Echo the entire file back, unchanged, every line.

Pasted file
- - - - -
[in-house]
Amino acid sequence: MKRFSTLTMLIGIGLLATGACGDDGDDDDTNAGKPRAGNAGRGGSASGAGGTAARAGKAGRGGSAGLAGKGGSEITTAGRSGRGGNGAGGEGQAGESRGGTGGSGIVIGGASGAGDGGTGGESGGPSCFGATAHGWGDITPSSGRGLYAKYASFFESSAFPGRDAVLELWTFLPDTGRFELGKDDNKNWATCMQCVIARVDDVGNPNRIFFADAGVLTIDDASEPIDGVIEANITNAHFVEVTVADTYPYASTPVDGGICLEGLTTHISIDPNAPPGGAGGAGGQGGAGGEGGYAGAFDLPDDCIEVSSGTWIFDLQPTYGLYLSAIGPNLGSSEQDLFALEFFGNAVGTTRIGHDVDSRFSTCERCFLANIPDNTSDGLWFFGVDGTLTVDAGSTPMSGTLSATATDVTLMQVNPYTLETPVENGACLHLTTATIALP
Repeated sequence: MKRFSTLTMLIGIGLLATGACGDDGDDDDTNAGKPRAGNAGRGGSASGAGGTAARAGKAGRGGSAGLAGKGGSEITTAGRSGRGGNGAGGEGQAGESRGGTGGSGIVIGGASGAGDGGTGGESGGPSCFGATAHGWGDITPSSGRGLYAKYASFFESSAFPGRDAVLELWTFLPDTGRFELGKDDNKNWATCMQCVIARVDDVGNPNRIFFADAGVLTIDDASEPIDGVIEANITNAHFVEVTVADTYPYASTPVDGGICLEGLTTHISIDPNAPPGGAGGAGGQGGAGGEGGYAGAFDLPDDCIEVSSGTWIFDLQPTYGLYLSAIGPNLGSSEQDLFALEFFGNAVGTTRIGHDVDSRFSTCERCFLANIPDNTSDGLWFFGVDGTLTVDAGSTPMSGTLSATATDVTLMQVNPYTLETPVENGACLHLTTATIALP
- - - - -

[in-house]
Amino acid sequence: MKRFSTLTMLIGIGLLATGACGDDGDDDDTNAGKPRAGNAGRGGSASGAGGTAARAGKAGRGGSAGLAGKGGSEITTAGRSGRGGNGAGGEGQAGESRGGTGGSGIVIGGASGAGDGGTGGESGGPSCFGATAHGWGDITPSSGRGLYAKYASFFESSAFPGRDAVLELWTFLPDTGRFELGKDDNKNWATCMQCVIARVDDVGNPNRIFFADAGVLTIDDASEPIDGVIEANITNAHFVEVTVADTYPYASTPVDGGICLEGLTTHISIDPNAPPGGAGGAGGQGGAGGEGGYAGAFDLPDDCIEVSSGTWIFDLQPTYGLYLSAIGPNLGSSEQDLFALEFFGNAVGTTRIGHDVDSRFSTCERCFLANIPDNTSDGLWFFGVDGTLTVDAGSTPMSGTLSATATDVTLMQVNPYTLETPVENGACLHLTTATIALP
Repeated sequence: MKRFSTLTMLIGIGLLATGACGDDGDDDDTNAGKPRAGNAGRGGSASGAGGTAARAGKAGRGGSAGLAGKGGSEITTAGRSGRGGNGAGGEGQAGESRGGTGGSGIVIGGASGAGDGGTGGESGGPSCFGATAHGWGDITPSSGRGLYAKYASFFESSAFPGRDAVLELWTFLPDTGRFELGKDDNKNWATCMQCVIARVDDVGNPNRIFFADAGVLTIDDASEPIDGVIEANITNAHFVEVTVADTYPYASTPVDGGICLEGLTTHISIDPNAPPGGAGGAGGQGGAGGEGGYAGAFDLPDDCIEVSSGTWIFDLQPTYGLYLSAIGPNLGSSEQDLFALEFFGNAVGTTRIGHDVDSRFSTCERCFLANIPDNTSDGLWFFGVDGTLTVDAGSTPMSGTLSATATDVTLMQVNPYTLETPVENGACLHLTTATIALP